The Devils (Ken Russell, 1971)

The Devils
The charms of Ken Russell films have always escaped me in the past but this is reputed to be his masterpiece and a groundbreaking piece of cinema so it had to be worth a try. And what a repayment on the effort! It’s not an easy watch, and it is little surprise that it’s offended censors, particularly in the USA; its depictions of religious-sexual hysteria could have been deliberately designed to offend the conservatively religious (and perhaps were).

The background to the film is the tail-end of the Wars of Religion in 17th Century France when, after the peace established by Henry IV and the Edict of Nantes, Cardinal Richelieu took a more doctrinaire attitude towards Protestantism and systematically weakened the independence of Huguenot cities of the South West. This was done both for religious ‘purity’ and also for political reasons, as he established a more centralised state around the person of the King (here, Louis XIII).

The particular case is the (historically broadly true) story of Loudun. As the governor of the city is dead with plague, the rule of Loudin is taken by a priest, the charismatic and humane, but fatally flawed, Grandier (Oliver Reed), both appointed as regent by the previous governor and a favourite of the King. But one of Richelieu’s agents, Baron De Laubardemont (a magnificently ironic turn from Dudly Sutton) arrives to take down the city walls. In a face-off between Grandier and Laubardemont, there is a stalemate, with advantage to Grandier. Grandier goes to plead the city’s case to the King and seems to be in a strong position. But Grandier has weaknesses; he has a history of sexual liaisons, dangerous for a priest, and has fallen in love, to the extent of heretically marrying his lover Madeleine (Gemma Jones). Also, unknown to him, he has become the object of fascination to the Nuns of a local convent, and particularly the hunchbacked Mother Superior, Sister Jeanne (Vanessa Redgrave), who is about to unleash accusations against Grandier that will tear Loudun apart.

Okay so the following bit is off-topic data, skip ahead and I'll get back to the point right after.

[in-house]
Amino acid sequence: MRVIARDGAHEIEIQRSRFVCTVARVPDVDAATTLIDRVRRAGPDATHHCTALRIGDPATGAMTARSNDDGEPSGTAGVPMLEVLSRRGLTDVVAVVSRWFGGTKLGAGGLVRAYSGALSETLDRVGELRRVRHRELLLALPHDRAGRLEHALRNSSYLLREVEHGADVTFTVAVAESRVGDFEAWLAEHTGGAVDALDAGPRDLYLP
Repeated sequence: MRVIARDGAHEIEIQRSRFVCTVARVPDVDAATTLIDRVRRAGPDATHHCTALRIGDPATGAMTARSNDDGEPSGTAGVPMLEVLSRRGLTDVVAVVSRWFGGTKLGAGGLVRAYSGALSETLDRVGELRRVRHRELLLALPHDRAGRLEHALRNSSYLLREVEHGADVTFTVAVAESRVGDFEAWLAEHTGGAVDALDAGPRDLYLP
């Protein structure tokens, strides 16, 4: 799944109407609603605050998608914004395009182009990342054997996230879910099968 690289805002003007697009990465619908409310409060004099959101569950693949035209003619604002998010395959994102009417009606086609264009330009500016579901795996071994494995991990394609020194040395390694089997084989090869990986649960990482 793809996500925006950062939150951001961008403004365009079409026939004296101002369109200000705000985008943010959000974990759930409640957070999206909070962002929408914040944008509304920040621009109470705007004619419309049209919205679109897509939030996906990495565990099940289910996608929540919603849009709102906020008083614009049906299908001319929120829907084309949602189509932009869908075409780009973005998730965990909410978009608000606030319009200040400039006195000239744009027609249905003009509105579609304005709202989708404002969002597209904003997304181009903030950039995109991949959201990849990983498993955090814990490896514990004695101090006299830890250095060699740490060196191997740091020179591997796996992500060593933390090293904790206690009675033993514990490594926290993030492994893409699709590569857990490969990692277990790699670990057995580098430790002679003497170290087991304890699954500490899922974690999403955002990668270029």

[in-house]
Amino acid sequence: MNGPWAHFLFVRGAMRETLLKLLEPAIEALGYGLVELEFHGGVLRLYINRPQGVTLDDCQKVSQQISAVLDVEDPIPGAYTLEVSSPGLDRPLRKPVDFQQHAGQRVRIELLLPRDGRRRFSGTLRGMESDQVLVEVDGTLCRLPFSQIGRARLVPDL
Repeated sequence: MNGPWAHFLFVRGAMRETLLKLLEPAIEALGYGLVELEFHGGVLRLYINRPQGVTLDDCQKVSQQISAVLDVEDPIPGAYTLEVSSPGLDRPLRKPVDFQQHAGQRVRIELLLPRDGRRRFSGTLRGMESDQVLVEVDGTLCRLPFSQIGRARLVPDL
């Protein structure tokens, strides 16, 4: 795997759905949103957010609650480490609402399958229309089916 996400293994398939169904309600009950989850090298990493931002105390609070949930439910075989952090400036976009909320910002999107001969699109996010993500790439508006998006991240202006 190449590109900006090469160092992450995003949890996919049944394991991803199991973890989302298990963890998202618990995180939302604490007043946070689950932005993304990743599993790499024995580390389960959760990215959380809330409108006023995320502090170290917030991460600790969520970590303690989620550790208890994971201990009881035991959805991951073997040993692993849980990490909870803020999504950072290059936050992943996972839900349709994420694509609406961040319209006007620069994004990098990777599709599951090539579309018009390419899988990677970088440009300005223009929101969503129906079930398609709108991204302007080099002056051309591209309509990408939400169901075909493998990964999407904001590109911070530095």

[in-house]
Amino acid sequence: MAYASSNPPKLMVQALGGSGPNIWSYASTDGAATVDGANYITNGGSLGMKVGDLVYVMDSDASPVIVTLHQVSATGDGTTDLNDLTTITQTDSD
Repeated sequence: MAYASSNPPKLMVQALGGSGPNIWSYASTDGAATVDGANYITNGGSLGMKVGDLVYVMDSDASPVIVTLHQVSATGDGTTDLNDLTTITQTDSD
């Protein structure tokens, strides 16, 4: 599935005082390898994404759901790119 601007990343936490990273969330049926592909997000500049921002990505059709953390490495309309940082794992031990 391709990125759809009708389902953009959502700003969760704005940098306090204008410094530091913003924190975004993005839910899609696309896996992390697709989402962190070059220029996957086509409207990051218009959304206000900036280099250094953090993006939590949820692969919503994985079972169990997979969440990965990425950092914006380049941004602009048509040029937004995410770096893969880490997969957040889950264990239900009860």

The film has standout performances from Redgrave and Reed; it’s hardly a surprise that Redgrave could turn in a performance like that but, amidst his descent into alcoholism, it was easy to forget just how good Reed really was. It also boasts some fantastic cinematography and a soundtrack by Peter Maxwell Davies that absolutely works in establishing a disturbing, fractured and scary mood. Add in what looks like a witchfinder, Barre (Michael Gothard) who looks like he’s come directly from Carnaby Street and naked nuns given license to behave as madly, not just as they want, but as madly as they can (in order to save their own skins) and you have a disturbing and utterly memorable spectacle of the horrors unleashed when religious fanaticism, self-interest, political opportunism and outright sadism coalesce.

A brilliant film.